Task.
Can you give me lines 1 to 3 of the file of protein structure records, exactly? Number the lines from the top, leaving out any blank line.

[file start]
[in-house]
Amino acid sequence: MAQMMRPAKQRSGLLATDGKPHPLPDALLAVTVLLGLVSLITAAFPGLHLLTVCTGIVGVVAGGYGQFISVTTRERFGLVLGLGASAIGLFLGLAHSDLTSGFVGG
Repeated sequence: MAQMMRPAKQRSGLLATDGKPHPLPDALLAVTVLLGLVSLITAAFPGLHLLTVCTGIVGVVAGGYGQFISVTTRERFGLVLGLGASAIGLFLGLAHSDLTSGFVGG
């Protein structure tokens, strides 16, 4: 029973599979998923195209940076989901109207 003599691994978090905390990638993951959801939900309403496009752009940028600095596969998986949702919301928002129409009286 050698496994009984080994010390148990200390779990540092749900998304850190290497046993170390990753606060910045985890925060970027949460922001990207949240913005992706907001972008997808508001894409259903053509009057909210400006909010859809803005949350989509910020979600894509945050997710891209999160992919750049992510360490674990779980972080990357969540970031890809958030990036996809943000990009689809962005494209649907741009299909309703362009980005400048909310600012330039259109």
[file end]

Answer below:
[in-house]
Amino acid sequence: MAQMMRPAKQRSGLLATDGKPHPLPDALLAVTVLLGLVSLITAAFPGLHLLTVCTGIVGVVAGGYGQFISVTTRERFGLVLGLGASAIGLFLGLAHSDLTSGFVGG
Repeated sequence: MAQMMRPAKQRSGLLATDGKPHPLPDALLAVTVLLGLVSLITAAFPGLHLLTVCTGIVGVVAGGYGQFISVTTRERFGLVLGLGASAIGLFLGLAHSDLTSGFVGG